In addition, placement directors expressed a desire to have a standardized application to help streamline admissions. David Hickman said, “Any movement toward a common application would be a huge benefit to our 8th grades and the effectiveness of our 8th grade program.” Another director put it more bluntly: “The stress that four application formats puts on families, students, and teachers is unnecessary.” Placement directors also asked for honest communication during the admission process, especially as it relates to an applicant’s chances of admission. “Parents can tend to hang on to every positive word you say. It’s absolutely okay to compliment the applicant, but to say ‘we want your son here’ without knowing his test scores, etc., can be interpreted the wrong way by parents,” said one placement official. Or, as Page Vincent noted, “Be encouraging of all the wonderful accomplishments the applicant brings (especially in the interview), but also recognize that families are prone to mistake this genuine praise as an early indicator of admission.”
Most simply appreciate the level of communication that already exists, and want it to continue. “Thank you for allowing our organization to advocate for our students in order to give you the fullest picture possible,” said one placement director.
A Spotlight on Placement Directors
In addition to helping disseminate the student survey and offering their thoughts on the admission process, 47 out of 180 placement directors in our network also answered a brief survey to help us better understand who they are and their role in schools. While the sample size is admittedly small, it is interesting to note some of the professional parallels to admission directors as described in EMA’s 2013 State of the Independent School Admission Industry report. Sixty-four percent (64%) of the placement directors responding work in day schools; 21% work in boarding schools; and 15% (7 individuals) work in access or community-based organizations. Sixteen respondents say that they have handled placement as part of their job for 0-4 years; 13 report handling placement for 5-9 years; 11 for 10-15 years; and seven respondents say that they have more than 15 years’ experience in placement.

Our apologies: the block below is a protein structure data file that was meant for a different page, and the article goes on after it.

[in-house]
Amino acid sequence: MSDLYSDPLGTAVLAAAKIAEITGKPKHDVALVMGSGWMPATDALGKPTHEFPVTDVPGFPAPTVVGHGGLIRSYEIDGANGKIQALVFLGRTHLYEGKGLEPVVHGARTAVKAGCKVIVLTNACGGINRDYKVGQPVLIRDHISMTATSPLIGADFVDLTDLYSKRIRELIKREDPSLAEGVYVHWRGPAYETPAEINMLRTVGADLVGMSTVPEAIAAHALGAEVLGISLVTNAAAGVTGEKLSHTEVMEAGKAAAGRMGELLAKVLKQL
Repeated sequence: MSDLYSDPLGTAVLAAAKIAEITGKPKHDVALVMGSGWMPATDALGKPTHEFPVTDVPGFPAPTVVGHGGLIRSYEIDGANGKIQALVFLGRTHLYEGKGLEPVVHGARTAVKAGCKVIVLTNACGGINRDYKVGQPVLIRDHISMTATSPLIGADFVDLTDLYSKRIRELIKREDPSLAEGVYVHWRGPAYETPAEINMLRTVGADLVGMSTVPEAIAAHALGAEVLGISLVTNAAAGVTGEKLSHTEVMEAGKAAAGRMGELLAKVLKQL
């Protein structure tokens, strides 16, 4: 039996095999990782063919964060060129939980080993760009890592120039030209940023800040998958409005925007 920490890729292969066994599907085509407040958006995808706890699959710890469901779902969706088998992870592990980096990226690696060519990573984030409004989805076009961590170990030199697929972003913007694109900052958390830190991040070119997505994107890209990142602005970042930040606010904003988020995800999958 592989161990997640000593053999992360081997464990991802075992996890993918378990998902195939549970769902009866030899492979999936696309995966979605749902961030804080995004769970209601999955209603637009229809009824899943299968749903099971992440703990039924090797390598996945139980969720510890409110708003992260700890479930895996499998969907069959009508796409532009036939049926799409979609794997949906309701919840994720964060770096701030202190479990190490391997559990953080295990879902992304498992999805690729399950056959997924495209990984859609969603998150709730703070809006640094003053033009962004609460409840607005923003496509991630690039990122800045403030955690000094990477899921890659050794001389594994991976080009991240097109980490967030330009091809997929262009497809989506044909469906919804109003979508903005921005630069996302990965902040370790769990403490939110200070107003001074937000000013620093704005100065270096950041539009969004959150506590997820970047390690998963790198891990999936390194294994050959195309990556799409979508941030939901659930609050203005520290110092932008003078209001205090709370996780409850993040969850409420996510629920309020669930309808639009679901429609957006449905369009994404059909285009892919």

Like the admission directors responding to the state of the industry survey, more placement directors who responded to this survey are female (62%) than male (38%). The majority of the 47 placement respondents (91%) are working with students currently in the 8th grade, and a little over half of them (51%) help counsel between 26 and 50 students – and their families – each year.
As for the backgrounds they bring to their current placement responsibilities, more than half (55%) of the 47 placement directors surveyed have experience in other school administration, such as admission or academics. Thirty percent (30%) have classroom teaching experience. Only two individuals indicated a background in guidance/counseling specifically. Based on the survey results, admission directors also bring significant experience in other school administration to their work (56%), as well as experience in the classroom (60%).
Placement directors, like admission directors, are accountable for a diffuse set of job responsibilities. Again, while admittedly a very small sample, only 19% (or 9 of the 47 individuals surveyed) have placement responsibilities only. In thinking about the job and its ultimate responsibility, Teebie Saunders notes: “The students place themselves; I simply help them find a list of great fit schools, help them apply, talk with them about their concerns, and advocate for them when possible/appropriate. I’d love to be thought of as a counselor for families rather than someone who places students into high schools.”